Sunday, July 9, 2017

Sermon: July 9, 2017; St. Alban's, Indianapolis

I was asked to put today's sermon text on my blog.  This is what was written.  Should you want to see and hear the text, you can go to the St. Alban's YouTube page, where it will be uploaded later this week.  (Other sermons can also be found here.)
Scripture text:   Romans 7:15-25a; Matthew 11:16-19, 25-30.

I title this, "Damned if you do.  Damned if you don't."

Let us pray. Dear God, help us to remember that we are, in a sense, the very flesh and blood of Christ.  Keep us mindful that the body still suffers, the very flesh and blood of Christ still suffer.  And remind us that if one suffers, all suffer; if one is degraded, all are degraded.  Amen.  (adapted from Br. Mark Brown)

Being a priest, I often feel damned if I do and damned if I don’t. 
I wonder who I am serving when I do or when I don’t do or say something.  I’m damned if I bring up something controversial that someone thinks the church should not address; and I’m damned if I don’t bring up something controversial that someone thinks the church should address. 
So, it’s hard to know if bringing up hot button issues, like health care or oil pipelines or police shootings or reproductive rights or gun rights or immigration, is a good idea, when I know that some will applaud and others will not, and may even want to walk out.
So sometimes, it’s just easier to talk about how we are all beloved children of God, created to share that love to the world because Jesus came to teach us how to love one another.  I mean, that’s the message of the Gospel:  that we are to love one another as Christ loves us, right?
And yet…
All those times I struggle to talk about what’s happening outside those doors—about the hunger, the human trafficking, the abuse, the missing; about race, class, sex and money—all those times I struggle to talk about what could realistically be happening to any one of us in this place—the fear of losing health insurance, of losing a marriage, of losing a loved one to death or illness or in a custody battle, of fighting a battle with depression or addiction, of experiencing racial inequity, financial instability, fear, injustice and oppression…all those times...I ache with the desire to bring these problems, these often controversial issues, into our midst.
I don’t want to feel damned if I do and damned if I don’t when it comes to talking about what Jesus wanted us to take from his ministry of loving others as he loves us.  I want us to talk about how Jesus was friends with and advocated for the lost, the hungry, the sick, the widowed, the immigrant—all the people who seem devalued because of their circumstance.  Because, honestly, that is all of us.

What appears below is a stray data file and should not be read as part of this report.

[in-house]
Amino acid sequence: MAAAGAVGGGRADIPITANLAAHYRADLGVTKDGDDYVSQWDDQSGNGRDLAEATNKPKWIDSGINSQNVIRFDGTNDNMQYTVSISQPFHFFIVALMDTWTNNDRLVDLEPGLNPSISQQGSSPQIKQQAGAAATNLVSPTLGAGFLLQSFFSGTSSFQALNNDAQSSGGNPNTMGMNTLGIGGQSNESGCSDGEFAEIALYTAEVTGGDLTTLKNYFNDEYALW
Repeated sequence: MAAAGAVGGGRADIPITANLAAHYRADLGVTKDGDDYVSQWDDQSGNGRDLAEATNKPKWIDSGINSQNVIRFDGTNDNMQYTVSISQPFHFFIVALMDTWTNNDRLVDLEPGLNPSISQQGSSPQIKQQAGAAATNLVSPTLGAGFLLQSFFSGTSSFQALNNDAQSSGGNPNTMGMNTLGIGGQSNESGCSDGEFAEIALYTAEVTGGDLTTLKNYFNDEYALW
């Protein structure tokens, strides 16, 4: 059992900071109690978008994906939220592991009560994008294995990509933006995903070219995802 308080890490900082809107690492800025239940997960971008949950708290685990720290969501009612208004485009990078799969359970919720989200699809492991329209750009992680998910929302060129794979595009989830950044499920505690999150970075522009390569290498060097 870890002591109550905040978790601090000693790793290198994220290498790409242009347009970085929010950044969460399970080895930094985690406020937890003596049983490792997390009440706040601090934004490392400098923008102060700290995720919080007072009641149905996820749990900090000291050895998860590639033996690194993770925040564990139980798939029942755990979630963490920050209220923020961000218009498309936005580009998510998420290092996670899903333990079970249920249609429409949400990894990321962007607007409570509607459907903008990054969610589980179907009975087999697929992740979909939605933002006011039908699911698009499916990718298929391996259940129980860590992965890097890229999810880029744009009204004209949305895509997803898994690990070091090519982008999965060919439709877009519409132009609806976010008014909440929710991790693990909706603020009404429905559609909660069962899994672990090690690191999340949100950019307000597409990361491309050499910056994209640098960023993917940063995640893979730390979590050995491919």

We may never understand how someone’s circumstance has affected the way the world sees them; we may never understand the choices a police officer must make in a split second; some of us may never understand what it feels like to drive while black, be judged because of our weight, to work multiple jobs just to make ends meet, or to be homeless; we may never understand why someone has become a victim of abuse: sexual abuse, emotional abuse, spiritual abuse, substance abuse, societal abuse; we may not understand our own privilege or our own complicity or our own racism, sexism, classism, ableism.  But they are there.  No one is immune.
No one is immune.
Even in the days when Jesus walked the earth, no one was immune to developing their own opinion about others.
Even when John came on the scene, talking about God, the people didn’t like the way he looked or that he ate strange foods.  God sent him to prepare the way for Jesus, but some people didn’t like him.
Even when Jesus came on the scene, talking about God, some people didn’t like who he talked with or that he ate heartily.  God sent him to save us, but some people didn’t like him.
People didn’t understand God’s call to Abraham, Moses, David, Samuel, Jonah, Mary Magdalene, or any of the twelve apostles, either.  Every one of them.  Every one of us...are damned if we do and damned if we don’t.
It’s crazy, isn’t it?  Throughout time, we sink our heels into the earth about certain things, certain people, certain ways of living, and we judge others based on our opinions.
I look around this sanctuary and I know that every one of us has a story to tell, has an opinion to share, has some circumstance or history that has helped define the way we see the world.  And each one of us is damned if we talk about it, and damned if we don’t.
Friendships are forged and severed over opinions.  People leave their faith communities over sensitive, controversial issues.
You know why?
Because when you don’t feel welcomed or you feel like no one cares about your opinion, it’s easier to remain in silence, stewing, or to physically walk away from the community, than it is to say what’s on your mind.
I know.  In my circle of friends, who I have spent years and years with, who I love and who we raised our kids with…in THAT circle, I was afraid to talk about anything political or social, because if I expressed anything about what was happening in the world, perhaps needing to work out my own feelings about it, often needing to have healthy, interactive conversation…in THAT circle of people, I would be shut up, shot down and ridiculed for being, what?  Ignorant?  Na├»ve? 
As we have gotten older, as we have matured in our experience called life, our group has become more able to talk about the tough stuff that affects the world.  What is hard is getting to the point where we realize that through all the arguing and discussing and frustration we are usually not all that far apart in where we stand on an issue.  The things we battle over in some very heated discussions, where sometimes, someone walks out, are about the process toward understanding.